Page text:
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2011

ERRC Wins’ Stockholm Human Rights Prize

The ERRC won one of the most prestigious awards in human rights, in recognition of our work at European level to advance the rights of Romani people.

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2012

Horvath & Kiss vs. Hungary

After the Czech Republic, it was inevitable that Hungary too would be found in violation of the European Convention for misdiagnosing Romani children with intellectual disabilities and segregating them.

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2013 

Far-Right Paramilitary Dissolved with ERRC legal support (Vona vs. Hungary)

The Magyar Gárda was dissolved after the European Court of Human Rights ruled that its leader, Vona Gábor, had not had his right to free speech violated. The ERRC submitted a third party intervention which addressed attitudes towards racism in democratic society, discrimination against Roma, particularly in Hungary, and the obligation of states to protect their Romani minorities.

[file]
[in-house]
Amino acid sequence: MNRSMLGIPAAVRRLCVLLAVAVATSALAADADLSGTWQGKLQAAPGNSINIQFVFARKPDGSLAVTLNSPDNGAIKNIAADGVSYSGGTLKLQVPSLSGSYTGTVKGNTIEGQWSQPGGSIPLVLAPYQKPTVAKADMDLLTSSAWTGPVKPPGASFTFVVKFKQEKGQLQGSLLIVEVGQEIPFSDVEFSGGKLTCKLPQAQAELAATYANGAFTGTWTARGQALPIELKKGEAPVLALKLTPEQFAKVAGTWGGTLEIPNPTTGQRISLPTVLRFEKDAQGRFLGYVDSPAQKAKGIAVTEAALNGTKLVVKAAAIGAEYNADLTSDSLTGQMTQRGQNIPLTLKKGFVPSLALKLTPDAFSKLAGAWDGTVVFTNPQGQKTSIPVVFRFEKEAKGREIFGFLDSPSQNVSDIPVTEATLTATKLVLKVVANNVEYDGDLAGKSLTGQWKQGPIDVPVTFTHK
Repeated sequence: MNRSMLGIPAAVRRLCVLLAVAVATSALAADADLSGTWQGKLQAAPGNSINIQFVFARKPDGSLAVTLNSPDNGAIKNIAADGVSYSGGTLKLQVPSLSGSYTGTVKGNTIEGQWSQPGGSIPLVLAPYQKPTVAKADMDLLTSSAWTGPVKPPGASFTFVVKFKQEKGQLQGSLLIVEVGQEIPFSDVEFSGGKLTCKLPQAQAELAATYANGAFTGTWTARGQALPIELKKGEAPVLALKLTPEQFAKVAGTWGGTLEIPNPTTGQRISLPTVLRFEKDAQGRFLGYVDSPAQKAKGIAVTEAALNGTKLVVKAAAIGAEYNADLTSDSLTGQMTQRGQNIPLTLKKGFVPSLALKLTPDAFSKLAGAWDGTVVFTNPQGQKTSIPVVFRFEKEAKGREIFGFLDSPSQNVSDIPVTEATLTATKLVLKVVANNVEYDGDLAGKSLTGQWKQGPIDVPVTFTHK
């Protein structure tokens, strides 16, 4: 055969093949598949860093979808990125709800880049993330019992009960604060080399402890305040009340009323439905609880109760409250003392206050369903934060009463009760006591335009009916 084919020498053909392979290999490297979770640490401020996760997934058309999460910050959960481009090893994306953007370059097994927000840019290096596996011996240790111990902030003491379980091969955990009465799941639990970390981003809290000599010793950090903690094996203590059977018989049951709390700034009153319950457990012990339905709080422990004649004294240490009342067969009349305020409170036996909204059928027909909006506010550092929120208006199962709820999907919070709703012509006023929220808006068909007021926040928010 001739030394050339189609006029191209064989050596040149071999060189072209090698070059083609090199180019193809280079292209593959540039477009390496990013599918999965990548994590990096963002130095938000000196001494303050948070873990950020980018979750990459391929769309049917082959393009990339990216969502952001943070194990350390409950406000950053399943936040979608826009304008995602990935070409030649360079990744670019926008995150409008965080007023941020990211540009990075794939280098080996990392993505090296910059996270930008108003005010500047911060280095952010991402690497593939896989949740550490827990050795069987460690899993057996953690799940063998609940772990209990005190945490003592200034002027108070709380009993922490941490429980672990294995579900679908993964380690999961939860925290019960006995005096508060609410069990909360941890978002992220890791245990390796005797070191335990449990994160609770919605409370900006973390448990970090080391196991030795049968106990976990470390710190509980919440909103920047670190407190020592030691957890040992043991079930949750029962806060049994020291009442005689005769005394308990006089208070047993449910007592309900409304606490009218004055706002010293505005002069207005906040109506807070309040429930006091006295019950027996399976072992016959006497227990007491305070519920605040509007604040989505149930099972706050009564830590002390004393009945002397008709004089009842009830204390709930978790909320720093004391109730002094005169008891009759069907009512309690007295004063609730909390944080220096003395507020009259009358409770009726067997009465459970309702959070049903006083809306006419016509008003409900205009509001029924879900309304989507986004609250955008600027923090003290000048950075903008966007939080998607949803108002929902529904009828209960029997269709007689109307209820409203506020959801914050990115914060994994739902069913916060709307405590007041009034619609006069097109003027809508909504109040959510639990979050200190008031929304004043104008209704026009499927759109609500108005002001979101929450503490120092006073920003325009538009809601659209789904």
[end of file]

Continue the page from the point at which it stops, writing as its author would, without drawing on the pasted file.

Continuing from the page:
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2013

ERRC becomes Roma-led!

For the first time, in 2016 the ERRC appointed a Romani Board Chair and a Romani President, ensuring Romani leadership across the top of the organisation for the first time. The following year, ERRC staff became Roma-majority for the first time in the organisation’s history.

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2016

ERRC First Ever Report Documenting Disparities in Access to Water Across Europe

The report summarised research carried out by the ERRC, between 2014 – 2016, covering 93 Romani neighbourhoods and settlements in Albania, France, Hungary, Macedonia, Moldova, Montenegro, and Slovakia. It demonstrated that unequal access to water in Europe is an ethnic issue, rather than a geographic one.